One of the most talked about species in Utah these days is the Greater Sage Grouse. This native, chicken-like bird, is at the forefront of controversy due to its unique mating ritual and its dwindling numbers in the west. As a result of its disappearance, the federal government is considering listing it is an endangered species, the state of Utah would like to avoid this and protect the bird on its own terms. Today on the program Sheri Quinn talks to USU Sage Grouse expert Dr. Terry Mesmer about the plight of this controversial bird.
Then Science Questions explores the internationally recognized public toilet system in India. It’s simplicity will amaze you.
A House committee unanimously approved a measure this week which would allow police to take DNA samples from people they arrest on suspicion of felony. Rep. Steve Eliason (R-Sandy), the major proponent of the bill, said genetic evidence is the modern form of police fingerprinting.
H.B. 212 changes the protocol of DNA information to be available at the time of arrest instead of after conviction.
On Wednesday, Utah's four elected Latino legislators met with the public at the Utah State Capitol to outline and discuss pieces of legislation they are introducing and supporting during this legislative session.
Matt Lyon, executive director of Utah's Democratic Party, said all of the Hispanic elected officials in the state belong to the Democratic Party. He said Utah Democrats are increasing efforts to encourage Latino residents to participate in politics. As director of the party, Lyon is concerned by figures that indicate 13 percent of residents living in Utah are Latino but make up only 6 percent of the electorate.
"Are we making sure that we are being representative and that we are supporting our diverse communities," said Lyon. "That we are supporting our Hispanic and Latino populations and making sure that they are getting the same opportunities that we are giving everybody else?"
Feb. 10-16 has been designated as national "Random Acts of Kindness Week." According to Rebecca Glathar of The National Alliance of Mental Illness of Utah, simple kindnesses, such as a smile, can save a life.
"There have been studies that have shown something as simple a smile has changed the mind of an individual who's considering taking their own life," Glathar said.
Founder of 365Aware, Braden Thompson, says he is grateful for the little opportunities- like when he passed a man carrying groceries up a hill in the cold.
70 year old Utah State University retiree Ned Weinshenker, a member of the USU Handball Club, came to the StoryCorps booth to share his lifelong love for the game of handball, which began when he was growing up in the Midwood neighborhood of Brooklyn. Ned has recently taken up indoor 4-wall handball at USU with a group of retirees. He continues to enjoy the social and physical benefits of the game.
The U.S. Department of Agriculture announced Tuesday that Salt Lake City-based Prime Snax Inc. is recalling about 90,000 pounds of beef jerky products which have shipped around the country.
The recall has been issued because the jerky was processed with soy lecithin, an allergen not declared on the label. Utah State University Meat Scientist Jerrad Legako said soy lecithin helps create the good jerky texture.
Due to citizen complaints, Heila Ershadi, a member of the Moab City Council, became aware that Moab’s two public water systems have been selling millions of gallons of culinary water to operators of oilfield tanker trucks.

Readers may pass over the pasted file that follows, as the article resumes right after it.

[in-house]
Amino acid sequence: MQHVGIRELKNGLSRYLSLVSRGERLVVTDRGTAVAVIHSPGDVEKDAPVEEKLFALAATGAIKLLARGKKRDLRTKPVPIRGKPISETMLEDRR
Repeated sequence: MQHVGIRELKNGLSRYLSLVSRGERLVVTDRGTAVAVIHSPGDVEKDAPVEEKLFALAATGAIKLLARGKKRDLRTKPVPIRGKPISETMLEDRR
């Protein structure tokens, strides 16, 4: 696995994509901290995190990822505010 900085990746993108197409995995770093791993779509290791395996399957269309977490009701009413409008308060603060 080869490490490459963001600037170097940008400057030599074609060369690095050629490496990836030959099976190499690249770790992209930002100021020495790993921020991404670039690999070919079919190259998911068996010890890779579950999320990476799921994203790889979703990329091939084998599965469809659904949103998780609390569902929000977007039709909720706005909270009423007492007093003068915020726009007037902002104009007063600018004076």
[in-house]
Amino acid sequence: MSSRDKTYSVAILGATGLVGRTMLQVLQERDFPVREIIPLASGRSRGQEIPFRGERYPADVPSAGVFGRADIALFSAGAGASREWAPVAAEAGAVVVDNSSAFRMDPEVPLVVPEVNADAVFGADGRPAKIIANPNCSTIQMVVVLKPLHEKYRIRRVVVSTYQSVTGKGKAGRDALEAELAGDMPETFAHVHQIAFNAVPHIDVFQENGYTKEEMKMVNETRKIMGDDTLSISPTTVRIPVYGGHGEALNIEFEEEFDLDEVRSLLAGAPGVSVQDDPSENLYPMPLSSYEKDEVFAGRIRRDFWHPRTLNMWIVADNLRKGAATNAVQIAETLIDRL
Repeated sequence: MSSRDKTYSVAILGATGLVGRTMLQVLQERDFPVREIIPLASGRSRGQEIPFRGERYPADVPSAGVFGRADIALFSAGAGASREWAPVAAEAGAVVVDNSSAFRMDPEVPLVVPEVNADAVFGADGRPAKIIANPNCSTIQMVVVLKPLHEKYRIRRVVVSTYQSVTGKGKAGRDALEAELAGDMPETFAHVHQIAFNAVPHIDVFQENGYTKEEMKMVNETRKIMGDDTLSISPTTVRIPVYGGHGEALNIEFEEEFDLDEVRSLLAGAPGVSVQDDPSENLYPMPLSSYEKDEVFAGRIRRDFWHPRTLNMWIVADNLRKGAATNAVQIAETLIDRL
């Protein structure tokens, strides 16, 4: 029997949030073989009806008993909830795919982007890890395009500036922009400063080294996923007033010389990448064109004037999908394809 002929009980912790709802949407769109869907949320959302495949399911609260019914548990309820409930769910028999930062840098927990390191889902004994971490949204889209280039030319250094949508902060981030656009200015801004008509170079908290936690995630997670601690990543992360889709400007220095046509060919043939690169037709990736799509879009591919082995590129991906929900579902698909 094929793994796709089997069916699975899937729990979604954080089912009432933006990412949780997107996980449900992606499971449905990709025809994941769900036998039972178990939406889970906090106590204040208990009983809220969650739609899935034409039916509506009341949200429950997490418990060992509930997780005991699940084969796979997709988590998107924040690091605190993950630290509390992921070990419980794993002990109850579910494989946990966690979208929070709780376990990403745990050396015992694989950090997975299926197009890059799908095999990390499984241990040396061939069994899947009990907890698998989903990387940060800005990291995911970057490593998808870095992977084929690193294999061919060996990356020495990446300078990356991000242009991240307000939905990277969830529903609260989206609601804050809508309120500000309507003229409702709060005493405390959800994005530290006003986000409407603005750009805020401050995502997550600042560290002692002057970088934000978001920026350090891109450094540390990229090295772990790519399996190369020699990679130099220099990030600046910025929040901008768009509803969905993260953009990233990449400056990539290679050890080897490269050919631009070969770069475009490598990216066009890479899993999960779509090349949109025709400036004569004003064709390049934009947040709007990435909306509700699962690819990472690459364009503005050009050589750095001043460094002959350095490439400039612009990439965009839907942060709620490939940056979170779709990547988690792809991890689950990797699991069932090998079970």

“Someone noticed the number of large trucks that were traveling down 500 West from a city operated station where there’s a filling station, and lots of trucks driving through this residential area. The concerns I have heard residents raise is that it’s too many trucks and that they drive quickly and recklessly down residential roads,”Ershadi said.
Moab has seen a drilling boom in the last two years, and many more wells are planned. The water trucks, along with tandem dump trucks full of drilling sand, are also creating dramatic new traffic on local highways that access Canyonlands. Moab is just one of scores of towns across the West where city water is being sold for industrial uses, including drilling and fracking, and cities sometimes even drill new wells to supply the water. The driller of nine active oil and gas wells near Island in the Sky says the wells are not being fracked, saving water. But Ershadi said she fears that could change sooner than the city has imagined.
Scott Hammond and his golden retriever, Dusty, are volunteer search and rescue workers with Rocky Mountain Rescue Dogs. In his new book, “Lessons of the Lost: Finding Hope and Resilience in Work, Life, and the Wilderness,” Hammond says that wilderness can be unforgiving and dangerous, yet fill our souls with awe and wonder and that the wilderness is a classroom where we learn to survive, thrive and sometimes die.
Get your vegetables started in southern Utah with Rick Heffelbower. Diane Alston will help you be on the lookout for a new insect pest: The emerald ash borer. Learn about orchids: Part II with Helen Cannon.
State lawmakers are considering Medicaid expansion proposals after Utah Governor Gary Herbert said he will push for some form of expansion to comply with the federal Affordable Care Act. State Rep. Rebecca Chavez-Houck (D- Salt Lake) is serving on a governor's committee assigned to evaluate the financial costs of expanding Medicaid.
About 15 percent of Utah residents are uninsured. Chavez-Houck said lawmakers must decide if Utah should participate in a full expansion program to offset the costs of extending health benefits to 111,000 of the state's poorest.
"And here we are, still unable to move and in the meantime people aren't getting covered and we are losing our portion of what should be ours," Chavez-Houck said.